Saturday, February 13, 2016

Castelli—Part 2

I almost don’t want to reveal this hidden jewel of a town, high up in the Abruzzi mountains.  So remote, we found ourselves asking how and why it ever got there.  The drive up was like discovering Shangri-La--an exaggeration perhaps, but this little gem, unexpected in this rugged mountain landscape, produces that effect as one comes around a certain curve.  Let me introduce you. 

"The medieval hill town lies beneath Mount Camicia on the eastern side of the Gran Sasso Massif. Castelli is best known for its maiolicas, a form of decorative ceramic, which were collected by the nobility of Europe for centuries and which were at their pinnacle from the 16th through 18th century and are still produced today by local artists. Castelli maiolica was a favorite dinnerware of Russian Tsars." (Wikipedia)

As we made plans with the local Christian community on how to plug in and serve, we quickly made the no-brainer decision to visit  Liceo Artistico per il Castelli.  Marco had connections in, as a former instructor, and an open house was coming up.  Our major challenge: how to move 47 of us up the mountains in a 9-person van.  

Our logistics ninjas worked and drove like bosses, some testing their skills as Italian race car drivers, only to abandon all hope as near misses multiplied (with both cars and car sickness).  Ancient OM vans do not perform quite as well as Fiats. Neither do stomachs.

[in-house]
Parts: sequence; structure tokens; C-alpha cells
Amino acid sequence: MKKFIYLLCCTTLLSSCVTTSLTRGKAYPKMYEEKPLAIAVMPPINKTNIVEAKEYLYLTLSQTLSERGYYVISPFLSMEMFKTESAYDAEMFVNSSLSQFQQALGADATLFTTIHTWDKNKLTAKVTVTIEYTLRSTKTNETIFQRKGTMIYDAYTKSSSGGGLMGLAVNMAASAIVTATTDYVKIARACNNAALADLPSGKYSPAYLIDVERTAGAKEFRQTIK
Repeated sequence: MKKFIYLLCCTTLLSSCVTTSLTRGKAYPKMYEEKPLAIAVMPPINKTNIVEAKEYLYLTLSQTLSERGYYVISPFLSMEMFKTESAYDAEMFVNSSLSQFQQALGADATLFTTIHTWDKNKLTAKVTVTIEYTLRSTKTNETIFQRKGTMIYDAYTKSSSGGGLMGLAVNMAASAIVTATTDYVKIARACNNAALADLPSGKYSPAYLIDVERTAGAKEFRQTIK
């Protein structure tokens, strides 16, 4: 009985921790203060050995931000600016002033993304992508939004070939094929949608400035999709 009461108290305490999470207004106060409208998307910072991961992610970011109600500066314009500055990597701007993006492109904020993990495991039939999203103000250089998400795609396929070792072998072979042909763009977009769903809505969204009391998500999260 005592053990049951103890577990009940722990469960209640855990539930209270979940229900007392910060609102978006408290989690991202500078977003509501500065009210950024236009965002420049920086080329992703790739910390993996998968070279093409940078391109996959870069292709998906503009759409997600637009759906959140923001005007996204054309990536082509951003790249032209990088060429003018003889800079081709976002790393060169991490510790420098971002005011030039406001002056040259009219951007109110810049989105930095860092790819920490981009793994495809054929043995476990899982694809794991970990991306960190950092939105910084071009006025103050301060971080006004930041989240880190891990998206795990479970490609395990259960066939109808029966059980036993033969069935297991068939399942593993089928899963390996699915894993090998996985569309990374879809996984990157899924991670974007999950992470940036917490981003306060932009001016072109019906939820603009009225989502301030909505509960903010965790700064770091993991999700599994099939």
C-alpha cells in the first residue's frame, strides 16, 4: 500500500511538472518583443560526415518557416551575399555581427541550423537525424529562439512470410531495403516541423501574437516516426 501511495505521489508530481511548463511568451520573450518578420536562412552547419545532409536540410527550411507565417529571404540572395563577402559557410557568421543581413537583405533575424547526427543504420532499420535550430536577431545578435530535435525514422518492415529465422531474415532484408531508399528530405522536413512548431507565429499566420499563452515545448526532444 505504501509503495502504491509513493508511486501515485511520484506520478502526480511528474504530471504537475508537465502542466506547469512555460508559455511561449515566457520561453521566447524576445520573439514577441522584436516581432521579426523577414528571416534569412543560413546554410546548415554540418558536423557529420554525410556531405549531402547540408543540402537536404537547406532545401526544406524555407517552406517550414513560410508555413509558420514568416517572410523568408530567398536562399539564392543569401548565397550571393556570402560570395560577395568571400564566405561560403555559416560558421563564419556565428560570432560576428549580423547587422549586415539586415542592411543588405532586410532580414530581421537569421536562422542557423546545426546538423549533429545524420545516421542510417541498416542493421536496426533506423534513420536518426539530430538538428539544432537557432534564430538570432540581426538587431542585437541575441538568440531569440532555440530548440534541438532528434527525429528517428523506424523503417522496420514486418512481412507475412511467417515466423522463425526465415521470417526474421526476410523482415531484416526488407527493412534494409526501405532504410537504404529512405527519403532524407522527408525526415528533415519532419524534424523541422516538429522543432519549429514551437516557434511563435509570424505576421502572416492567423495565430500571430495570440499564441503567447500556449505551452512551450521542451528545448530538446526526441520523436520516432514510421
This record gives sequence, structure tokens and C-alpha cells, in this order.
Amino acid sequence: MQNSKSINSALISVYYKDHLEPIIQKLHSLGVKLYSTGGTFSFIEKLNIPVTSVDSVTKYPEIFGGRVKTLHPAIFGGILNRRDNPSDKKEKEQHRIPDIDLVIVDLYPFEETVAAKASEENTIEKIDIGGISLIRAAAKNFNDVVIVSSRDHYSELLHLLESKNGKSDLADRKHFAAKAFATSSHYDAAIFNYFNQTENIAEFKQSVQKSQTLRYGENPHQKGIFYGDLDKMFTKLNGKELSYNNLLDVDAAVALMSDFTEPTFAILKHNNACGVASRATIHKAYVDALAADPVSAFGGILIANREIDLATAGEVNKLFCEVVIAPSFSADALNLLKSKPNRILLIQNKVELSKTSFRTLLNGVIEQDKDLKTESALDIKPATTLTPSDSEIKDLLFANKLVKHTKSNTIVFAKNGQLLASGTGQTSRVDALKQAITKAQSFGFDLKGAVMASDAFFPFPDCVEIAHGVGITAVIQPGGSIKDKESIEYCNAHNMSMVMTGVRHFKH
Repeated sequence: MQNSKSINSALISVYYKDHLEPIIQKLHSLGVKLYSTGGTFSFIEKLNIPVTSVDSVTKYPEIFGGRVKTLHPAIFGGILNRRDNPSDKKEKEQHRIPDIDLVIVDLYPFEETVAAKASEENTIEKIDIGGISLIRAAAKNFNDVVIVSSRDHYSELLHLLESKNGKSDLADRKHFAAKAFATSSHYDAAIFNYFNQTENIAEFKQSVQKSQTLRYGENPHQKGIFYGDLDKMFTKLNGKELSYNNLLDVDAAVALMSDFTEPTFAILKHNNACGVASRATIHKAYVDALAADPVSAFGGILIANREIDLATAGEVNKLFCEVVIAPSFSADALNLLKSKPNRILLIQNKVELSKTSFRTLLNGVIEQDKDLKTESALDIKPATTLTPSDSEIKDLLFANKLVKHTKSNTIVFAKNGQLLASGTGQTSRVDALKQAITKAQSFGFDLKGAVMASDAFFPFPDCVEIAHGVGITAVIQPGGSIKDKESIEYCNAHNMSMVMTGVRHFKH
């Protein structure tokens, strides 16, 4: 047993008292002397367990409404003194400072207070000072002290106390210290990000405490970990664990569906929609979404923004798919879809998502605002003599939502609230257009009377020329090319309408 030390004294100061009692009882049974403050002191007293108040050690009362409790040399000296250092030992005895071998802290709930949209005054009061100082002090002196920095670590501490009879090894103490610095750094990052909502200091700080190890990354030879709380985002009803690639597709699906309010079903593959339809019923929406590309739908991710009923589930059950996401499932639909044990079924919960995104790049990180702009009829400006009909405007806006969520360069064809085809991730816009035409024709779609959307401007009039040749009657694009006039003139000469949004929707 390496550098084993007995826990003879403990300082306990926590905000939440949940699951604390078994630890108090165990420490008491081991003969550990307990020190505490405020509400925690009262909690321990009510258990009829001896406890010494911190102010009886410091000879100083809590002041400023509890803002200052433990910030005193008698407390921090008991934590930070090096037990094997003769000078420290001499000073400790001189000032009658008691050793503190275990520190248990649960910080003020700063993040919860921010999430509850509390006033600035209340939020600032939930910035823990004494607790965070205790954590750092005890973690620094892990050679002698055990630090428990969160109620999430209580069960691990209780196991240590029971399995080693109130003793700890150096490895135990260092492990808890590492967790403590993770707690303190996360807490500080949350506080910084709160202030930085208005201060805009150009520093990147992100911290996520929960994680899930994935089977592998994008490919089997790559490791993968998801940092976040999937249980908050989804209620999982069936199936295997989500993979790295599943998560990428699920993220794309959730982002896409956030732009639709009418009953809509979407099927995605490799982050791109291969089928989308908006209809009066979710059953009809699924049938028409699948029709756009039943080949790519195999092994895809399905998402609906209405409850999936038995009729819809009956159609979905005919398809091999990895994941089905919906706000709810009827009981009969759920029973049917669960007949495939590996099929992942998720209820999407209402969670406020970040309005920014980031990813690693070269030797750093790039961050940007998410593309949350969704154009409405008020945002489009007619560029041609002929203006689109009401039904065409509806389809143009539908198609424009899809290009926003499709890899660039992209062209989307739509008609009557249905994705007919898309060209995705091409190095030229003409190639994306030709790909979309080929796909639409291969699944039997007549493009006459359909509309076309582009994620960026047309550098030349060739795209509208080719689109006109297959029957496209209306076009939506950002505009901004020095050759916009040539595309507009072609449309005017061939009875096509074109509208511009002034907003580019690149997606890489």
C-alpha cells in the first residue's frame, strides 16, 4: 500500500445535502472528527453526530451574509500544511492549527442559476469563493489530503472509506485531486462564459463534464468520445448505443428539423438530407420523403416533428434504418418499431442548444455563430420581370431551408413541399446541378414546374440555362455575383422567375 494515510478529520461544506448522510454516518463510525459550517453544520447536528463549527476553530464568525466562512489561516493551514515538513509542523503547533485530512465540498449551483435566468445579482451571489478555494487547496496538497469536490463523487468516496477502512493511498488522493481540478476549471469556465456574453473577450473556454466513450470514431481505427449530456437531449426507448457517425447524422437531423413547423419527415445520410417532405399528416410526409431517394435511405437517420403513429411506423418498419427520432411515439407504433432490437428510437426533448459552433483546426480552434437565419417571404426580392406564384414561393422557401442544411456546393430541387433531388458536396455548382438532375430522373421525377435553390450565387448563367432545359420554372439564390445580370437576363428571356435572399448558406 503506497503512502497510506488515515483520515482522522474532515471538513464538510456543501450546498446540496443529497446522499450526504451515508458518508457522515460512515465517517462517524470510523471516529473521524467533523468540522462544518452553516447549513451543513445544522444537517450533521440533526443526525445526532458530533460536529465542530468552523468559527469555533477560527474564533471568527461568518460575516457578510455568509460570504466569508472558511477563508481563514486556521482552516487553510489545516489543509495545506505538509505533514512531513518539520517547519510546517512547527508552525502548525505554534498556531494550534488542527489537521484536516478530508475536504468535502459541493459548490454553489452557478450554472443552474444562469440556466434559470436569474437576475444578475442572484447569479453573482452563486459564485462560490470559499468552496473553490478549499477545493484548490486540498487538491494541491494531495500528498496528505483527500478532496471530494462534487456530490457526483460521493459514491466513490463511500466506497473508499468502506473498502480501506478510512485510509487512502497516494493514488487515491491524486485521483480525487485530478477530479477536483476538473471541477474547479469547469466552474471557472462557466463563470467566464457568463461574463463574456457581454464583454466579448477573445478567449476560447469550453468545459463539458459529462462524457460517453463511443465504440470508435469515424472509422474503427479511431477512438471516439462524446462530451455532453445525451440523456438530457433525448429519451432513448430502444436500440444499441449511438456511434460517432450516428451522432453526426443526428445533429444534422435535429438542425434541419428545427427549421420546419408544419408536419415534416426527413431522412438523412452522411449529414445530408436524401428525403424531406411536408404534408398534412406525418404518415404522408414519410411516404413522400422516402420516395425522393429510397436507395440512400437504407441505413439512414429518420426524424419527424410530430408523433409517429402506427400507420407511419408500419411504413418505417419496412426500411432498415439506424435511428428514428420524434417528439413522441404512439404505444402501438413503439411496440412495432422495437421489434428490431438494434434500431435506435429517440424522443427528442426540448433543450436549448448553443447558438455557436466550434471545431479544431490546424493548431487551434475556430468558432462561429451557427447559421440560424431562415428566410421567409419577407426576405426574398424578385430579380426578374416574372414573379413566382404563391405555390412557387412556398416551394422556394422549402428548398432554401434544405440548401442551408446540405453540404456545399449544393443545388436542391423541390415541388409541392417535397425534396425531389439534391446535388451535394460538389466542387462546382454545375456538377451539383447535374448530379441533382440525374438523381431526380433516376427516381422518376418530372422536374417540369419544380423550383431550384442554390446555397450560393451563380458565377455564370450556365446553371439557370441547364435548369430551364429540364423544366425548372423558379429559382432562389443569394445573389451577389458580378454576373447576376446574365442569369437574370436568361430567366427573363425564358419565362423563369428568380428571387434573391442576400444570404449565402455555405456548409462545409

Rounding one last switchback, we caught a glimpse of our destination, sparkling in the sun.  Spilling out in the little town then, we got a glimpse of a top-of-the-world view of the region.  Ceramic shops, statues and signs filled the town.  Shutters were soon clicking on the cameras. 

Those on the first shift of van transport had time to browse a bit until we all got there, and then we relayed the team up the last leg, to the high school.  Pretty desolate place to plant an art school.  And not just any art school, but Italy’s leading high school for the arts. 

Carla Marotta, its beaming director, greeted us in pretty-darn-good English, and proudly showed off her domain.  Studios, galleries, workshops, a few potters at work, the senior projects, the library (where a computer-driven machine whirled plastic into unbelievably complex designs).  After our tour, she left us to explore on our own, advising that we be sure to visit the international museum on site--which we did--filled with works donated from around the world.  Gads.

As we wandered down to explore the monumental sculptures of the seniors’ art projects—up to maybe 15 feet tall—a classical guitar duo parked in a corner and lulled us into a happy stupor until the vans pulled up.  It was time for the first group to leave.  Sigh. 

I was in the second group, and almost got to hear a quartet acting/singing Mozart's Marriage of Figaro.  Of course, just as introductory remarks completed and the singers took the stage, the vans arrived.   Dang! 

Votive candles lined the driveway, leading us out through the logjams of those arriving. We returned our students to their studios, pumped and inspired by this glimpse into Italy’s glorious art heritage.  And we definitely need a return trip to Castelli.  

So there you have it.  The secret is out.  If you're ever in Rome, you might want to take a car or a bus ride (about 3 hrs.) and visit Shangri-La.  Overnight accommodations in Centro Evangelico d'Isola, of course!